Look out Nazanin, Boris is trying to help again
Gaffe-prone Foreign Secretary Boris Johnson is coming to the rescue of Nazanin Zaghari-Ratcliffe once more. The British mother jailed in Iran may be wary, as Boris’ last attempt to assist almost bought her five extra years inside.
Johnson will again wade into the case of the mother-of-one accused of spreading hate against the state of Iran, months after he wrongly told parliamentary committee she had been training journalists. Iran took the comments as further “evidence” against Zaghari-Ratcliffe, and subsequently called the prisoner back to court. The family claims she was on a holiday when she was arrested in Tehran in April 2016.
BoJo will meet with his Iranian counterpart, Mohammad Javad Zarif, as both are attending a Brussels summit on Iran’s nuclear deal. The meeting of Johnson and Zarif will be second time in two months the pair have addressed the Zaghari-Ratcliffe case.
The charity worker, 39, has been in prison for 21 months, where she was subjected to “intense interrogation” for the first two months of her time, according to her husband. Her mental health is said to be deteriorating.
After Johnson’s meeting in December Iran’s prison database listed her as eligible for release.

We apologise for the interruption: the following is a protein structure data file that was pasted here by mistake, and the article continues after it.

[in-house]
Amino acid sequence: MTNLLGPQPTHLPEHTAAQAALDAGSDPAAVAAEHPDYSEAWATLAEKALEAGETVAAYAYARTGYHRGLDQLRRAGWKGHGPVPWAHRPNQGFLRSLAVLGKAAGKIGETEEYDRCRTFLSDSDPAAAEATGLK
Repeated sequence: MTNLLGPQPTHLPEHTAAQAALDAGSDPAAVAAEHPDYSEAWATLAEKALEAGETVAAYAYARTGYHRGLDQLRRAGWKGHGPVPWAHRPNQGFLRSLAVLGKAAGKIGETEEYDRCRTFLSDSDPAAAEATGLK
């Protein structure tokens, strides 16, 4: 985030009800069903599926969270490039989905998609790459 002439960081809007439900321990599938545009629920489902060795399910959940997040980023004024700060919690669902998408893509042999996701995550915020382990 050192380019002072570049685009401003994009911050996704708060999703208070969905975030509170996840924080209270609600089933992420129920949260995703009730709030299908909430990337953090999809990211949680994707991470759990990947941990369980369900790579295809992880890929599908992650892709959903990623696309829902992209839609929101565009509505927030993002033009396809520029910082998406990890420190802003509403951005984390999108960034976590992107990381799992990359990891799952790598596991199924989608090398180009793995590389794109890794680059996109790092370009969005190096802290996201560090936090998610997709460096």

Husband Richard Ratcliffe told the BBC in December: “We're trying not to get too up or too down and just keep battling on.”
Johnson said he would use the opportunity to speak to Tehran’s foreign minister Mr Zarif about "all of our Iranian dual-national consular cases.”
There are believed to be to 30 dual nationals from Britain and other Western nations currently serving prison time in Iranian jails.
Beyond addressing the case, Johnson is expected to reiterate the UK’s support for the Iranian nuclear deal. The deal, struck in part by Zarif along with his Russian and US counterparts, was recently derailed by President Trump’s announcement that the US was to pull out of the agreement.
The White House walked away from the Joint Comprehensive Plan of Action (JCPOA), signed in 2015 to stop the acceleration of Iran’s nuclear program.
In return for lifting sanctions and unfreezing assets the nation imposed restrictions on the use of nuclear facilities and access to UN inspectors to their nuclear facilities.
Mr Johnson said the deal brought “security and prosperity” to Iran and the wider world.
“The UK has always been clear: The Iran nuclear deal is a crucial agreement that makes the world safer,” he said.